Men: Hjelmeset Wins Stage; Bauer Extends Overall
Odd-Bjoern Hjelmeset (NOR) won the Stage 7 mass start 20km in Val di Fiemme in a photo finish from his team-mate Jens Arne Svartedal (NOR). However the strongest skier on the day was undoubtedly race leader Lukas Bauer (CZE), who won three of the intermediate sprints and dictated the pace for much of the race. Reportedly skiing on a pair of “micro-skis” without grip wax, Bauer extended his overall lead to 1:50 ahead of Tord Asle Gjerdalen (NOR) and 2:23 ahead of Pietro Piller Cottrer (ITA).
Bonus seconds were awarded at the end of each of the six laps of 3.3km in classic technique. Roenning (NOR) and Svartedal won the first two intermediate sprints, but then Bauer decided it was time for him to take charge. He broke away from the main pack with 2-3 skiers before each of the next three sprints, and took the maximum 15 second bonus with powerful double poling. On the final lap Bauer was also looking good for the final victory however a couple of small errors cost him any chance of the stage win and he crossed the finish line in 7th place. Goering (GER) won the finish sprint for third place in the stage ahead of Gjerdalen and Teichmann (GER).
There were no changes in the first two places in the sprint standing today, with Northug and Hetland gaining no seconds and remaining equal on top. However Di Centa picked up 30 seconds today to finish in third place.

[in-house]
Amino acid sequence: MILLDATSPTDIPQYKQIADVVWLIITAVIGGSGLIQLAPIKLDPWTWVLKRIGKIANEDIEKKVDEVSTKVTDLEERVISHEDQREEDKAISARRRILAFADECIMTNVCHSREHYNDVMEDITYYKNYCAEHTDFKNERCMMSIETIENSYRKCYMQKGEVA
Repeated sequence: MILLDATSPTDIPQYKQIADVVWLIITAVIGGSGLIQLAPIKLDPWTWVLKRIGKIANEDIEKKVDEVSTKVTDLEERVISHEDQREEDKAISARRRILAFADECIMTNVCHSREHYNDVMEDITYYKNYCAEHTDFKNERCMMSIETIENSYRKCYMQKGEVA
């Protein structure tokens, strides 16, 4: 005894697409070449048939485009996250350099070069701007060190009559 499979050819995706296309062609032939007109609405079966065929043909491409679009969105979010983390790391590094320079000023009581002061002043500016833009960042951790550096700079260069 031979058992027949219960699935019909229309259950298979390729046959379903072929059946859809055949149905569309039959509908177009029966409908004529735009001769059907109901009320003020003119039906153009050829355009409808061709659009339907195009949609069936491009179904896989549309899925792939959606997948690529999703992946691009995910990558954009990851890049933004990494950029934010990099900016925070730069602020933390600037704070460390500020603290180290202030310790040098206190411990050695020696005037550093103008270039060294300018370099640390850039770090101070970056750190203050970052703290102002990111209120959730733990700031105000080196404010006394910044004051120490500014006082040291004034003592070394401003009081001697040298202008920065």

Bauer's form on the Final Climb up Alpes Cermis is untested however if his form over the last week is anything to go by he should have no trouble defending his lead. The battle for second place on the other hand is far from over. Gjerdalen has 33 seconds over Piller Cottrer, and then there are another four skiers in the next 40 seconds. The 2006-2007 Tour de Ski showed that a lot of time can be gained by someone with fresh legs on the Final Climb. Svartedal is now in 4th place overall after picking up 25 bonus seconds today, however the Norwegian has alwaya been stronger in classic and is probably not going to be the one making a big move tomorrow. The Italians could be the movers and shakers on the final stage, as they are stronger in freestyle and will also have home crowd support. Di Centa moved up to 6th place today with his bonus 30 seconds from the individual sprints, and boasted the third quickest time up Alpes Cermis last year. And then there are the Germans. Sommerfeldt, Teichmann and Goering will start 13 seconds apart just over three and half minutes behind Bauer. Their form has been slowly improving this Tour - can they pull out something special for the last stage?
Women: Kuitunen Wins Stage; One Final Climb To Go
Virpi Kuitunen (FIN) has seized the initiative in the Tour de Ski, winning the Stage 7 10km mass start in Val di Fiemme and extending her lead over Charlotte Kalla (SWE) to 39.7 seconds with one stage to go. Kuitunen won both intermediate sprints and took the maximum possible bonus seconds for the day, and while Kalla managed to take second place in the stage the Swede was unable to contest the two intermediate sprints. Claudia Nystad-Kuenzel (GER) took third place in the stage, while Justyna Kowalczyk (POL) had her worst stage of the Tour in 26th place and dropped from place three to five in the overall standings.